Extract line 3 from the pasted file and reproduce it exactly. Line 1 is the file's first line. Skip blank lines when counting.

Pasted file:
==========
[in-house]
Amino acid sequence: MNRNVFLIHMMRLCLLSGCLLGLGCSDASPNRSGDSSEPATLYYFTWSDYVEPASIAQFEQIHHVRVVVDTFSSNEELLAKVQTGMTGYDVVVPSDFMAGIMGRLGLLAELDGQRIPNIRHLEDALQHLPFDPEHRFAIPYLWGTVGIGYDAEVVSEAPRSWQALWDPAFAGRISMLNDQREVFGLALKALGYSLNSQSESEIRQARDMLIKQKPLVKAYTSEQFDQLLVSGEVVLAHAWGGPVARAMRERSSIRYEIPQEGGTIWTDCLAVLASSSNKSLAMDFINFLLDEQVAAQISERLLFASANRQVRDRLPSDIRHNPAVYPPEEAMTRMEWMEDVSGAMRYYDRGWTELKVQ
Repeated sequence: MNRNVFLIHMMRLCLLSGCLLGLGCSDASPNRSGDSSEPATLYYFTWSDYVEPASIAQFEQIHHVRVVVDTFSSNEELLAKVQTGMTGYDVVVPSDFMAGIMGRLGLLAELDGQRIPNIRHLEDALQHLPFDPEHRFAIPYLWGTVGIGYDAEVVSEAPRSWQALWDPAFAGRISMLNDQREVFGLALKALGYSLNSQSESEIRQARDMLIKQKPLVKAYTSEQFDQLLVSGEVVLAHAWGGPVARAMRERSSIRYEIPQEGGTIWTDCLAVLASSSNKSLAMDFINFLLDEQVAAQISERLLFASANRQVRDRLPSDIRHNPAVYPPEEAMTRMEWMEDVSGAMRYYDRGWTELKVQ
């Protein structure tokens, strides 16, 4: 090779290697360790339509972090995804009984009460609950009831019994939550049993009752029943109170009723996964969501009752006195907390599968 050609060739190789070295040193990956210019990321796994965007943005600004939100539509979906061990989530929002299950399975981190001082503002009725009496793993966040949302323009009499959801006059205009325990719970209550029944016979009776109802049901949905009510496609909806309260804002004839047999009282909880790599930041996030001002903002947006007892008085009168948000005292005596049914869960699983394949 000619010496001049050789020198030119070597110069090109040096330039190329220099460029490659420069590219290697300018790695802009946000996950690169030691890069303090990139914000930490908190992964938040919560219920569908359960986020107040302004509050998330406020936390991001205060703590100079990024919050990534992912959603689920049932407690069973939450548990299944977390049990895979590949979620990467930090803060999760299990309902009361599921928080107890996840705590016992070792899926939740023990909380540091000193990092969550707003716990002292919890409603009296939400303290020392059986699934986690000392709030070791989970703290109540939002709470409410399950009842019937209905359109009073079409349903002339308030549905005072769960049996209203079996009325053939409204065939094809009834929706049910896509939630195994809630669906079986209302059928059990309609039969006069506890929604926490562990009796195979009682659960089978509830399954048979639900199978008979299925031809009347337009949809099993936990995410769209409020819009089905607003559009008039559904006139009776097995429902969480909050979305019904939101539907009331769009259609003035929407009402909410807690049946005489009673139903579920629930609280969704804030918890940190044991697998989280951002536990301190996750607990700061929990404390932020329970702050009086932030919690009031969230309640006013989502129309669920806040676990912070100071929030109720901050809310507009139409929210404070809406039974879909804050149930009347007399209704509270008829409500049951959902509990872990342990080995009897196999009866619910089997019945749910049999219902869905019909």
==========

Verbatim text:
Repeated sequence: MNRNVFLIHMMRLCLLSGCLLGLGCSDASPNRSGDSSEPATLYYFTWSDYVEPASIAQFEQIHHVRVVVDTFSSNEELLAKVQTGMTGYDVVVPSDFMAGIMGRLGLLAELDGQRIPNIRHLEDALQHLPFDPEHRFAIPYLWGTVGIGYDAEVVSEAPRSWQALWDPAFAGRISMLNDQREVFGLALKALGYSLNSQSESEIRQARDMLIKQKPLVKAYTSEQFDQLLVSGEVVLAHAWGGPVARAMRERSSIRYEIPQEGGTIWTDCLAVLASSSNKSLAMDFINFLLDEQVAAQISERLLFASANRQVRDRLPSDIRHNPAVYPPEEAMTRMEWMEDVSGAMRYYDRGWTELKVQ